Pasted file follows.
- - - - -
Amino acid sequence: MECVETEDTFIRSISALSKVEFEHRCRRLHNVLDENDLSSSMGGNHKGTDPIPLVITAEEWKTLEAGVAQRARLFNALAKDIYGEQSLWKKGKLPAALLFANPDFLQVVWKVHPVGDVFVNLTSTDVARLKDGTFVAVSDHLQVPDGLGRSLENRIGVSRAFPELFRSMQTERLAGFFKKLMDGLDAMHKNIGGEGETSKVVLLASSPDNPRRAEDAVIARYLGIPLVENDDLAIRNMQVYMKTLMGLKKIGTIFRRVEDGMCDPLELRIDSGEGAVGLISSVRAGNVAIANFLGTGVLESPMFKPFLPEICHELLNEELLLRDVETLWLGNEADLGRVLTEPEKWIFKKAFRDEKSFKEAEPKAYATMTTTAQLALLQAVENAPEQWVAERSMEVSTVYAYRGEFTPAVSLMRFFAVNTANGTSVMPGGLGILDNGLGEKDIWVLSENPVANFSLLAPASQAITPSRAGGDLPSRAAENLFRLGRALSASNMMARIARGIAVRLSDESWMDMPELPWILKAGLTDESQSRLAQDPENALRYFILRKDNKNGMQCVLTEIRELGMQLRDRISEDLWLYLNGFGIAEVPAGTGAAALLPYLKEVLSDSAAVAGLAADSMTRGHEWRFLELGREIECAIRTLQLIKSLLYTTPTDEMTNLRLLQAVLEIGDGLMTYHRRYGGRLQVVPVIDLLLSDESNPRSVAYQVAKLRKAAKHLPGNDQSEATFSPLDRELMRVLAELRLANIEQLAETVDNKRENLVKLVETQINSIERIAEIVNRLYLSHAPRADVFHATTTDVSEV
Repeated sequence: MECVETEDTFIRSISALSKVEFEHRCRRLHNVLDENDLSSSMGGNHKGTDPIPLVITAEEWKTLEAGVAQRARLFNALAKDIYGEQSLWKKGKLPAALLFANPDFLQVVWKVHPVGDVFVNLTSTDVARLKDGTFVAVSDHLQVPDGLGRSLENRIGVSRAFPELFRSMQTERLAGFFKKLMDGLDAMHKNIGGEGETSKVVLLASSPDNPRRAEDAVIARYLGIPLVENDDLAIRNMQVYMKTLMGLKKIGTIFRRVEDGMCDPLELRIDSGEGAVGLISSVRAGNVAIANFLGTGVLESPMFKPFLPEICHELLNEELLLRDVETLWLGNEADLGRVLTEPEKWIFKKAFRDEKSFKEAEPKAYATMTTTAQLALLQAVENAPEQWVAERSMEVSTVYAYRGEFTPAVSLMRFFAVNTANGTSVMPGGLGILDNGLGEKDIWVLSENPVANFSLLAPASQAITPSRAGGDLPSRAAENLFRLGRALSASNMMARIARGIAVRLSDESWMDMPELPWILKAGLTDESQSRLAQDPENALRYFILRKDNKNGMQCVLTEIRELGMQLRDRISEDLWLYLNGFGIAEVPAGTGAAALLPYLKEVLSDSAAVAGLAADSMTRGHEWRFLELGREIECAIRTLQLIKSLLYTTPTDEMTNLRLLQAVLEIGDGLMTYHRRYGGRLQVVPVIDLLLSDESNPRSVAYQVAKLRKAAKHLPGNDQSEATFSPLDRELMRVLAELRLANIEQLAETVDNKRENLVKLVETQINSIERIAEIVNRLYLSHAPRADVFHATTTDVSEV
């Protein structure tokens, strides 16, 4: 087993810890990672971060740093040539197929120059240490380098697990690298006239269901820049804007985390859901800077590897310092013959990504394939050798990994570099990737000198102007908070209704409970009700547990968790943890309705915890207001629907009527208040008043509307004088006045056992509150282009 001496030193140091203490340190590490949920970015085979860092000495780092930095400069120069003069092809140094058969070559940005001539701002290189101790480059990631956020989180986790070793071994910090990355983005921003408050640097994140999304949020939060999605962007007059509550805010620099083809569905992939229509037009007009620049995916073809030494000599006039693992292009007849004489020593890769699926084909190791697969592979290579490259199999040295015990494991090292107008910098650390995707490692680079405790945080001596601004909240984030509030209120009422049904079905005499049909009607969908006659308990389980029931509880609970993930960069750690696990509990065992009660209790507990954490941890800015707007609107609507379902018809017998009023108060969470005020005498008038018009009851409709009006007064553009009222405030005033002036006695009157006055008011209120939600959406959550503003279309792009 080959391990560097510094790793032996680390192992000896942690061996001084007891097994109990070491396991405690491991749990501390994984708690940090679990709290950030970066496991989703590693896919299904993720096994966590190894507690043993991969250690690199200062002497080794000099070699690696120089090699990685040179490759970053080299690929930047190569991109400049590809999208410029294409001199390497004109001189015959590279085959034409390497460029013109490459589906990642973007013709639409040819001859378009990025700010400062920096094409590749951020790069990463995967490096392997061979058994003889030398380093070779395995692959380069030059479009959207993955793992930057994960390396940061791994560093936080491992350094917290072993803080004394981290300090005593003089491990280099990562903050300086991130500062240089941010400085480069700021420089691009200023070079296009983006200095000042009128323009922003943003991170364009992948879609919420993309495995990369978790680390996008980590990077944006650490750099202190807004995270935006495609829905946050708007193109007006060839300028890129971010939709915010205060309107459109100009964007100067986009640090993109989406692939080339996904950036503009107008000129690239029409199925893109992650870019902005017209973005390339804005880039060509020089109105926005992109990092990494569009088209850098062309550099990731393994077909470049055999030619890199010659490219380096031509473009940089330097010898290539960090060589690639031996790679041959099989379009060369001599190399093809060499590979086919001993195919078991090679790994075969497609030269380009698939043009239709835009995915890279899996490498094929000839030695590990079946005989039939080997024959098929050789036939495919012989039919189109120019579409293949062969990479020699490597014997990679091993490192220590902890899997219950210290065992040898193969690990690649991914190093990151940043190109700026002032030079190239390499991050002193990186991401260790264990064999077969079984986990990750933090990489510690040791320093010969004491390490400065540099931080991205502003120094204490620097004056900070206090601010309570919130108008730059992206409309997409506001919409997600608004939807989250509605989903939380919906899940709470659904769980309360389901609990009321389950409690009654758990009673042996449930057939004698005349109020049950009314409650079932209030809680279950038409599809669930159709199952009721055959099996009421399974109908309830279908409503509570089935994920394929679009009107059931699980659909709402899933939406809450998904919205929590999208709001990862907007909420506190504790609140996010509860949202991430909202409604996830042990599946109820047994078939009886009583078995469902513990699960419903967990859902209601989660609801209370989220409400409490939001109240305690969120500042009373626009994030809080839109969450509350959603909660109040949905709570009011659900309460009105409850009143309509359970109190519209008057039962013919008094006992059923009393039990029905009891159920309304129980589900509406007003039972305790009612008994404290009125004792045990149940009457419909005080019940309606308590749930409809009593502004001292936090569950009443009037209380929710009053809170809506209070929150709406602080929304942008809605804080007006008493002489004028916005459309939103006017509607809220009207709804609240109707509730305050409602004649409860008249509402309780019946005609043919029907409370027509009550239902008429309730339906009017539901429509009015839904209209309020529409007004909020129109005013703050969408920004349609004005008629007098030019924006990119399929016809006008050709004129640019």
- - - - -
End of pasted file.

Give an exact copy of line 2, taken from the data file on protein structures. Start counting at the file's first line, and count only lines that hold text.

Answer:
Repeated sequence: MECVETEDTFIRSISALSKVEFEHRCRRLHNVLDENDLSSSMGGNHKGTDPIPLVITAEEWKTLEAGVAQRARLFNALAKDIYGEQSLWKKGKLPAALLFANPDFLQVVWKVHPVGDVFVNLTSTDVARLKDGTFVAVSDHLQVPDGLGRSLENRIGVSRAFPELFRSMQTERLAGFFKKLMDGLDAMHKNIGGEGETSKVVLLASSPDNPRRAEDAVIARYLGIPLVENDDLAIRNMQVYMKTLMGLKKIGTIFRRVEDGMCDPLELRIDSGEGAVGLISSVRAGNVAIANFLGTGVLESPMFKPFLPEICHELLNEELLLRDVETLWLGNEADLGRVLTEPEKWIFKKAFRDEKSFKEAEPKAYATMTTTAQLALLQAVENAPEQWVAERSMEVSTVYAYRGEFTPAVSLMRFFAVNTANGTSVMPGGLGILDNGLGEKDIWVLSENPVANFSLLAPASQAITPSRAGGDLPSRAAENLFRLGRALSASNMMARIARGIAVRLSDESWMDMPELPWILKAGLTDESQSRLAQDPENALRYFILRKDNKNGMQCVLTEIRELGMQLRDRISEDLWLYLNGFGIAEVPAGTGAAALLPYLKEVLSDSAAVAGLAADSMTRGHEWRFLELGREIECAIRTLQLIKSLLYTTPTDEMTNLRLLQAVLEIGDGLMTYHRRYGGRLQVVPVIDLLLSDESNPRSVAYQVAKLRKAAKHLPGNDQSEATFSPLDRELMRVLAELRLANIEQLAETVDNKRENLVKLVETQINSIERIAEIVNRLYLSHAPRADVFHATTTDVSEV